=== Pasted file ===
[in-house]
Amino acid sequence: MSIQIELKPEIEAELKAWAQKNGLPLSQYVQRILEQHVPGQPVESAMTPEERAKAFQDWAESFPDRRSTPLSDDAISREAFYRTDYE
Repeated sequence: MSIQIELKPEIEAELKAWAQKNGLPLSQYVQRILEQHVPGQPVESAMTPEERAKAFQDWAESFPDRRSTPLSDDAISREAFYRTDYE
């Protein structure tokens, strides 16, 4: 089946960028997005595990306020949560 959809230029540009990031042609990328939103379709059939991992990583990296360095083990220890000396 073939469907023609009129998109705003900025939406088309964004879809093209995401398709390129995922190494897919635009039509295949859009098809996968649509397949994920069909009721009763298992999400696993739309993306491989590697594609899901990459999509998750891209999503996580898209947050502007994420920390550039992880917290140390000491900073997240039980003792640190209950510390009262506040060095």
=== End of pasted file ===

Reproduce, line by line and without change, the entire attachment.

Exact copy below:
[in-house]
Amino acid sequence: MSIQIELKPEIEAELKAWAQKNGLPLSQYVQRILEQHVPGQPVESAMTPEERAKAFQDWAESFPDRRSTPLSDDAISREAFYRTDYE
Repeated sequence: MSIQIELKPEIEAELKAWAQKNGLPLSQYVQRILEQHVPGQPVESAMTPEERAKAFQDWAESFPDRRSTPLSDDAISREAFYRTDYE
């Protein structure tokens, strides 16, 4: 089946960028997005595990306020949560 959809230029540009990031042609990328939103379709059939991992990583990296360095083990220890000396 073939469907023609009129998109705003900025939406088309964004879809093209995401398709390129995922190494897919635009039509295949859009098809996968649509397949994920069909009721009763298992999400696993739309993306491989590697594609899901990459999509998750891209999503996580898209947050502007994420920390550039992880917290140390000491900073997240039980003792640190209950510390009262506040060095």